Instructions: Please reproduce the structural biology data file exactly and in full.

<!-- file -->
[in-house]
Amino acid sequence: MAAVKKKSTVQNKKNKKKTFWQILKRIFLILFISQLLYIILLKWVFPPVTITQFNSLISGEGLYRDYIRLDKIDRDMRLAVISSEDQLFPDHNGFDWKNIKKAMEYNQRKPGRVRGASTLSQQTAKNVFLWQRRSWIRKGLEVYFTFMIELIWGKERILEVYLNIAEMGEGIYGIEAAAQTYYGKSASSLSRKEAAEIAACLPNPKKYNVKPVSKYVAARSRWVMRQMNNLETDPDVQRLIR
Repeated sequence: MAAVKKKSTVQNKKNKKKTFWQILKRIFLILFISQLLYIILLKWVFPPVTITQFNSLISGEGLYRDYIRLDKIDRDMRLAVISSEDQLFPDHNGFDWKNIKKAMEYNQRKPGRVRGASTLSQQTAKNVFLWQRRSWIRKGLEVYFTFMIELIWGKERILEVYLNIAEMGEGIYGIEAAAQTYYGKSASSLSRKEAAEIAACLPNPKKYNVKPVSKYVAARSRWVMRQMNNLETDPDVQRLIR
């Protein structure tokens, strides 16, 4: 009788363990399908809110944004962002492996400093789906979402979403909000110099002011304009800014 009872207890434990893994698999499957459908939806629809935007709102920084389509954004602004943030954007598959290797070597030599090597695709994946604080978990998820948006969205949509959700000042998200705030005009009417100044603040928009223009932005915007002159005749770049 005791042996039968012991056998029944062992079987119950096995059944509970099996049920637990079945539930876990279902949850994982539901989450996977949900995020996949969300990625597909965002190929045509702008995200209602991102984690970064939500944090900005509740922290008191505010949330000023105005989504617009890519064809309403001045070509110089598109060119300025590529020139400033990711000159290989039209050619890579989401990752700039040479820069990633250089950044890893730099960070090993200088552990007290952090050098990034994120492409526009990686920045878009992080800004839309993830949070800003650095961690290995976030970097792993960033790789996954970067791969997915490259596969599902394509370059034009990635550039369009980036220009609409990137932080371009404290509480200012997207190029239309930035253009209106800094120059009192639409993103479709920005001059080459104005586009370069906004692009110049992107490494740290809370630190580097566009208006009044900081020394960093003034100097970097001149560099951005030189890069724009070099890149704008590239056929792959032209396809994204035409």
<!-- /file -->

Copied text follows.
[in-house]
Amino acid sequence: MAAVKKKSTVQNKKNKKKTFWQILKRIFLILFISQLLYIILLKWVFPPVTITQFNSLISGEGLYRDYIRLDKIDRDMRLAVISSEDQLFPDHNGFDWKNIKKAMEYNQRKPGRVRGASTLSQQTAKNVFLWQRRSWIRKGLEVYFTFMIELIWGKERILEVYLNIAEMGEGIYGIEAAAQTYYGKSASSLSRKEAAEIAACLPNPKKYNVKPVSKYVAARSRWVMRQMNNLETDPDVQRLIR
Repeated sequence: MAAVKKKSTVQNKKNKKKTFWQILKRIFLILFISQLLYIILLKWVFPPVTITQFNSLISGEGLYRDYIRLDKIDRDMRLAVISSEDQLFPDHNGFDWKNIKKAMEYNQRKPGRVRGASTLSQQTAKNVFLWQRRSWIRKGLEVYFTFMIELIWGKERILEVYLNIAEMGEGIYGIEAAAQTYYGKSASSLSRKEAAEIAACLPNPKKYNVKPVSKYVAARSRWVMRQMNNLETDPDVQRLIR
């Protein structure tokens, strides 16, 4: 009788363990399908809110944004962002492996400093789906979402979403909000110099002011304009800014 009872207890434990893994698999499957459908939806629809935007709102920084389509954004602004943030954007598959290797070597030599090597695709994946604080978990998820948006969205949509959700000042998200705030005009009417100044603040928009223009932005915007002159005749770049 005791042996039968012991056998029944062992079987119950096995059944509970099996049920637990079945539930876990279902949850994982539901989450996977949900995020996949969300990625597909965002190929045509702008995200209602991102984690970064939500944090900005509740922290008191505010949330000023105005989504617009890519064809309403001045070509110089598109060119300025590529020139400033990711000159290989039209050619890579989401990752700039040479820069990633250089950044890893730099960070090993200088552990007290952090050098990034994120492409526009990686920045878009992080800004839309993830949070800003650095961690290995976030970097792993960033790789996954970067791969997915490259596969599902394509370059034009990635550039369009980036220009609409990137932080371009404290509480200012997207190029239309930035253009209106800094120059009192639409993103479709920005001059080459104005586009370069906004692009110049992107490494740290809370630190580097566009208006009044900081020394960093003034100097970097001149560099951005030189890069724009070099890149704008590239056929792959032209396809994204035409």